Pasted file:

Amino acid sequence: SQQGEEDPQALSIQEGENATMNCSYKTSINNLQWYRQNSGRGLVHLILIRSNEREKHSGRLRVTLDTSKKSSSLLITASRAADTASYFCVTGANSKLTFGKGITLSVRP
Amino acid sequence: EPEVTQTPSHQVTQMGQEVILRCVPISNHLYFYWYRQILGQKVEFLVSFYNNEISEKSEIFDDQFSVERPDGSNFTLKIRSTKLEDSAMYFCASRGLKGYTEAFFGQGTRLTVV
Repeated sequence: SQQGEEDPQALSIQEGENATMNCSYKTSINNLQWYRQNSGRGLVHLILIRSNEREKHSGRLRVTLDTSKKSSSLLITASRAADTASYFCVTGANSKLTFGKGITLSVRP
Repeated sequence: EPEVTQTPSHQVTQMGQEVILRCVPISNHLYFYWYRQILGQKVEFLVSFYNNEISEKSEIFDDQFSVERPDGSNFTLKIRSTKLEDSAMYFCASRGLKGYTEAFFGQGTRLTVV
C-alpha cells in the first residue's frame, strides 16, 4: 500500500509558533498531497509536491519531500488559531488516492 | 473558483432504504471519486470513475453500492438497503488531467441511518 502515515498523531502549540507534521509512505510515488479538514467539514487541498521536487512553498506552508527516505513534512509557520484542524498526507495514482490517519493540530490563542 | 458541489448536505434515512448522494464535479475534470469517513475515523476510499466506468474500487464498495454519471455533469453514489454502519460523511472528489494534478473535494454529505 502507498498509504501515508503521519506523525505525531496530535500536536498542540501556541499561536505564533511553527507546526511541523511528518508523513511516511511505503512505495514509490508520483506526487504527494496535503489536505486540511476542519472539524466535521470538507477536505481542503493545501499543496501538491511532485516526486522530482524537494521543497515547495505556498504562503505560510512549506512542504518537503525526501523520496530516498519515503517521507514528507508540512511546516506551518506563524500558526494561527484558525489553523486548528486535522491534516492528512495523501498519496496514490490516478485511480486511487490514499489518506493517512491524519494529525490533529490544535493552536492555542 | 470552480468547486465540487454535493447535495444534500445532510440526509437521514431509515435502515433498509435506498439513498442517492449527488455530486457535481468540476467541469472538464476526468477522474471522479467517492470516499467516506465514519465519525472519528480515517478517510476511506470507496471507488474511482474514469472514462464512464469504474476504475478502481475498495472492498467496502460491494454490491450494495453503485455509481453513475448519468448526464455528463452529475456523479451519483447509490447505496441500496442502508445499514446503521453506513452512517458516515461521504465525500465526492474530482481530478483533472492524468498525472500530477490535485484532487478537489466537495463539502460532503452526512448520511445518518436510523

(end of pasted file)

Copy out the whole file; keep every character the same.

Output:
Amino acid sequence: SQQGEEDPQALSIQEGENATMNCSYKTSINNLQWYRQNSGRGLVHLILIRSNEREKHSGRLRVTLDTSKKSSSLLITASRAADTASYFCVTGANSKLTFGKGITLSVRP
Amino acid sequence: EPEVTQTPSHQVTQMGQEVILRCVPISNHLYFYWYRQILGQKVEFLVSFYNNEISEKSEIFDDQFSVERPDGSNFTLKIRSTKLEDSAMYFCASRGLKGYTEAFFGQGTRLTVV
Repeated sequence: SQQGEEDPQALSIQEGENATMNCSYKTSINNLQWYRQNSGRGLVHLILIRSNEREKHSGRLRVTLDTSKKSSSLLITASRAADTASYFCVTGANSKLTFGKGITLSVRP
Repeated sequence: EPEVTQTPSHQVTQMGQEVILRCVPISNHLYFYWYRQILGQKVEFLVSFYNNEISEKSEIFDDQFSVERPDGSNFTLKIRSTKLEDSAMYFCASRGLKGYTEAFFGQGTRLTVV
C-alpha cells in the first residue's frame, strides 16, 4: 500500500509558533498531497509536491519531500488559531488516492 | 473558483432504504471519486470513475453500492438497503488531467441511518 502515515498523531502549540507534521509512505510515488479538514467539514487541498521536487512553498506552508527516505513534512509557520484542524498526507495514482490517519493540530490563542 | 458541489448536505434515512448522494464535479475534470469517513475515523476510499466506468474500487464498495454519471455533469453514489454502519460523511472528489494534478473535494454529505 502507498498509504501515508503521519506523525505525531496530535500536536498542540501556541499561536505564533511553527507546526511541523511528518508523513511516511511505503512505495514509490508520483506526487504527494496535503489536505486540511476542519472539524466535521470538507477536505481542503493545501499543496501538491511532485516526486522530482524537494521543497515547495505556498504562503505560510512549506512542504518537503525526501523520496530516498519515503517521507514528507508540512511546516506551518506563524500558526494561527484558525489553523486548528486535522491534516492528512495523501498519496496514490490516478485511480486511487490514499489518506493517512491524519494529525490533529490544535493552536492555542 | 470552480468547486465540487454535493447535495444534500445532510440526509437521514431509515435502515433498509435506498439513498442517492449527488455530486457535481468540476467541469472538464476526468477522474471522479467517492470516499467516506465514519465519525472519528480515517478517510476511506470507496471507488474511482474514469472514462464512464469504474476504475478502481475498495472492498467496502460491494454490491450494495453503485455509481453513475448519468448526464455528463452529475456523479451519483447509490447505496441500496442502508445499514446503521453506513452512517458516515461521504465525500465526492474530482481530478483533472492524468498525472500530477490535485484532487478537489466537495463539502460532503452526512448520511445518518436510523